Because It's Still There:
Legendary British Mountaineer Sir Chris Bonington leads a team of veteran climbers to a cluster of previously unexplored peaks in the remote Ladakh region of northeast India. Follow their adventure into the unknown here.
Split into two groups, the teams recon potential routes, battle weather, and launch their first summit attempt.
After establishing base camp and surveying the terrain, Bonington says one thing's for certain: the next few weeks should be fun.
Base Camp, 4,800 meters (15,750 Feet)
I'm sitting in our little communications tent at Base Camp with an amazing mountain view around me. Immediately opposite within half an hours walk are granite buttresses offering fun multi pitch rock climbs. Over them towers a rock spur reminiscent of the South West Pillar of the Drus, leading up to a 6020m summit. Looking south east up the valley, the right hand retaining wall
of the glacier presents a series of thousand metre plus rock walls and buttresses that compare in size and seriousness to the best of the Alps, but of course they start at a height higher than any climb in the Alps. We've already named one huge wall, the North Wall of the Eiger, another, the Walker Spur of the Grandes Jorrasses. Mark Wilford observed gleefully that it was like
coming to the European Alps for the first time before anything had been climbed.
We haven't yet been able to see around the corner of the glacier where we shall find the highest peaks and our principal objective - . 6789 which we have named Argan Kangri.
In the next few days we plan to recce a site for an advance base part way up the Northern flank of the Phunangma Glacier, and then do a series of training climbs, every one of them on unclimbed peaks and faces, before attempting Argan Kangri and some of the neighboring high peaks. We are in an Alladins cave of challenging unclimbed peaks and faces - the next few weeks should be
Reconnaissance Phunangma Glacier
On the morning of Sept 1 a team of 8 left BC and headed up the Moraine towards the Phunangma Glacier with the objective of locating an ABC on or near the glacier and to make an initial recce of the surrounding peaks and glaciers. Upon reaching the top of the first knoll we were treated to an impressive view up the length of the glacier and its immediate peaks. With great
excitement we checked out the most obvious routes on the peaks we could see and for purposes of identification gave temporary names to the most prominent.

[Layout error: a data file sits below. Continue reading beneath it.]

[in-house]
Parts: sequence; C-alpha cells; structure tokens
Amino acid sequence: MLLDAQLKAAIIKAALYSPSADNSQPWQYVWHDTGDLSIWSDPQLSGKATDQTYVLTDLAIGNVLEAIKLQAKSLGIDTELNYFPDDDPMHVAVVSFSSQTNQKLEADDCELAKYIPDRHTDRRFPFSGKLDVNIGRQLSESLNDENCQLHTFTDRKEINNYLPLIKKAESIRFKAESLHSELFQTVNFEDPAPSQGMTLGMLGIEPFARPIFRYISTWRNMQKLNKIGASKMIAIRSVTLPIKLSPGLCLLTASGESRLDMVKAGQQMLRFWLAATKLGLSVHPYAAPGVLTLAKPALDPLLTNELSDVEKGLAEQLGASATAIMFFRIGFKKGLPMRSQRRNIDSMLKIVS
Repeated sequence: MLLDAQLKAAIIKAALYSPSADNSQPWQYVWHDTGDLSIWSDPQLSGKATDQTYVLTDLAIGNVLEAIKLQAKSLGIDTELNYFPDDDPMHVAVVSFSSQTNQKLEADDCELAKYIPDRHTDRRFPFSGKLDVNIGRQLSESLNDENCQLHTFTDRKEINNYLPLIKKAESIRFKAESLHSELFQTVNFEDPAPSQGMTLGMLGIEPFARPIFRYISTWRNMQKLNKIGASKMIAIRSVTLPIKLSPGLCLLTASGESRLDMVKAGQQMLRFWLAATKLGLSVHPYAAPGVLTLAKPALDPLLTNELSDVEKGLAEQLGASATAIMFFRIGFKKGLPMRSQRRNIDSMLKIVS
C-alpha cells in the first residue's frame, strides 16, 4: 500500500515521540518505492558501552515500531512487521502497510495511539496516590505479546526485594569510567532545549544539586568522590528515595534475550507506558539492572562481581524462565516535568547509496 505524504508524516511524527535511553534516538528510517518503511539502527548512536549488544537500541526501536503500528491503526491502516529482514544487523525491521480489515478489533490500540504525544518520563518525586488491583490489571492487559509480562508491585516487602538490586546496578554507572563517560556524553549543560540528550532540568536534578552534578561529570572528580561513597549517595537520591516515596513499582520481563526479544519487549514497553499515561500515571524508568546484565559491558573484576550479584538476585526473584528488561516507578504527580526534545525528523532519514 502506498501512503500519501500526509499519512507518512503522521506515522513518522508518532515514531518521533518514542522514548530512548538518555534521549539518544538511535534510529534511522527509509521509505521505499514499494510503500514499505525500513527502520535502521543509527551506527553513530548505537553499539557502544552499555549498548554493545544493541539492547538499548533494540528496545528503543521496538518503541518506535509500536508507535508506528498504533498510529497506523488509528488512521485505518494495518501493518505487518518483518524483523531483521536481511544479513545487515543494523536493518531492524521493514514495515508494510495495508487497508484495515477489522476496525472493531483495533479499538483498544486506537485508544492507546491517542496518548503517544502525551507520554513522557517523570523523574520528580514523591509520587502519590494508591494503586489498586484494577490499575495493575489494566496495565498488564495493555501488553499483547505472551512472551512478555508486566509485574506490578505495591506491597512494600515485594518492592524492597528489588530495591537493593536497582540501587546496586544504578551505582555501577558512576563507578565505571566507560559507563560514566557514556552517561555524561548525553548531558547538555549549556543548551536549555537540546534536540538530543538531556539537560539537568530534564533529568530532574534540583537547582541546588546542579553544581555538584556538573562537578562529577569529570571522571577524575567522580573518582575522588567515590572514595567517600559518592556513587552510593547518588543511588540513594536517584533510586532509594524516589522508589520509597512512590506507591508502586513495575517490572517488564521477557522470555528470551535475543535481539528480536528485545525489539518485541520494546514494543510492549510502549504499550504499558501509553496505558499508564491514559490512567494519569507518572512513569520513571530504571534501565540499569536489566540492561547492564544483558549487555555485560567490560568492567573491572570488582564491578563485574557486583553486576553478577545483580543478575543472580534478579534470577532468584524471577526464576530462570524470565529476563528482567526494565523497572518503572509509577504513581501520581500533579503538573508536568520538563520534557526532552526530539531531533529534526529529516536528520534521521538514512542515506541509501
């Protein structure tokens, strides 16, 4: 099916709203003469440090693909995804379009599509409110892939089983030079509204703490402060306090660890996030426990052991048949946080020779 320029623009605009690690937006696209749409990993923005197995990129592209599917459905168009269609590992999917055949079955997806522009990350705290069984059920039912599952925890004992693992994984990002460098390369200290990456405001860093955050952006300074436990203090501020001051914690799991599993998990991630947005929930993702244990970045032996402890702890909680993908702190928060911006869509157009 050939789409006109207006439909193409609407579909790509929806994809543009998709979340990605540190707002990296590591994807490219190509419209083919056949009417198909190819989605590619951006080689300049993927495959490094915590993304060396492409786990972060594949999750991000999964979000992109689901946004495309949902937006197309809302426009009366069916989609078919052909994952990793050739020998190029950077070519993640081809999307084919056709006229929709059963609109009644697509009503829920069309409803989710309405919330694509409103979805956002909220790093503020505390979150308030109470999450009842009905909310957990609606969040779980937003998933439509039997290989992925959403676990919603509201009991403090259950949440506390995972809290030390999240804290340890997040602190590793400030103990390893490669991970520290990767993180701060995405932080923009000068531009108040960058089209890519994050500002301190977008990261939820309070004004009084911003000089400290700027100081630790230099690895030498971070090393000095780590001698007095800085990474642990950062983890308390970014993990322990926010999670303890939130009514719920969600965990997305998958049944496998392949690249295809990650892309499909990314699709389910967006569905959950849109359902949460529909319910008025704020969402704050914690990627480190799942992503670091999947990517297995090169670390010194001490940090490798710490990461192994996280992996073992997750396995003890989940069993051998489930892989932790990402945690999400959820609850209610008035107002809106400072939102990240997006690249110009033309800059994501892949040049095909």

At the Western end of the Phunangma Glacier are two massive triangular peaks with great north faces. The left hand, .6218 we have named the Eiger and it presents a superb direct line to the summit of some thousand metres...All final names of the peaks climbed or observed will be in the local language with local significance.
We chose two locations for ABC, one in the middle of the Phunangma Glacier on a strip of moraine at approximately 5400m which offers good access to the aforementioned peaks. A second ABC was selected to the north west approximately 1km away on a grassy moraine near the snout of the subsidiary glacier we have names the Nono Glacier. This camp will give good access to Peaks .6317,
.6092, and 6265 which lie in a compact cirque north of the Phunangma Glacier.
Finally by 3.30pm all members had returned to BC tired from the long walk but enthusiastic about the climbs ahead.
Report by Chris Bonington (unedited)
Advanced Base Camp
Marks, Richey and Wilford, set out at 10.30 yesterday to walk over rough moraines to the foot of the Argan Eiger North Face. At 11 o'clock this morning we saw them through our binoculars and flurries of snow just beginning to cross the bergschrund at the foot of the face. They are obviously going to have a look in spite of the unsettled nature of the weather. It's snowing here at
Divyesh Muni, Cyrus Schroff with the Sherpas Dawa Wangchuk and Sam Gyal are at a high camp on the Nono Glacier and are due to attempt a 6000 metre peak today but we don't know whether they have set out in view of the weather.
The only other news is a delightful walk that Jim and I had on 6 September up the Phunangma Glacier from Advance Base. It was easy going but needed a rope since there were hidden crevasses. It was a great feeling being on ground where no one had ever trod and we were rewarded at the head of the glacier by a view of peaks stretching into the distance, probably most of them
We have now got to hope for an improvement in the weather. It is decidedly autumnal with snow showers but you can climb between them.
All dispatches and photos courtesy of www.bonington.com
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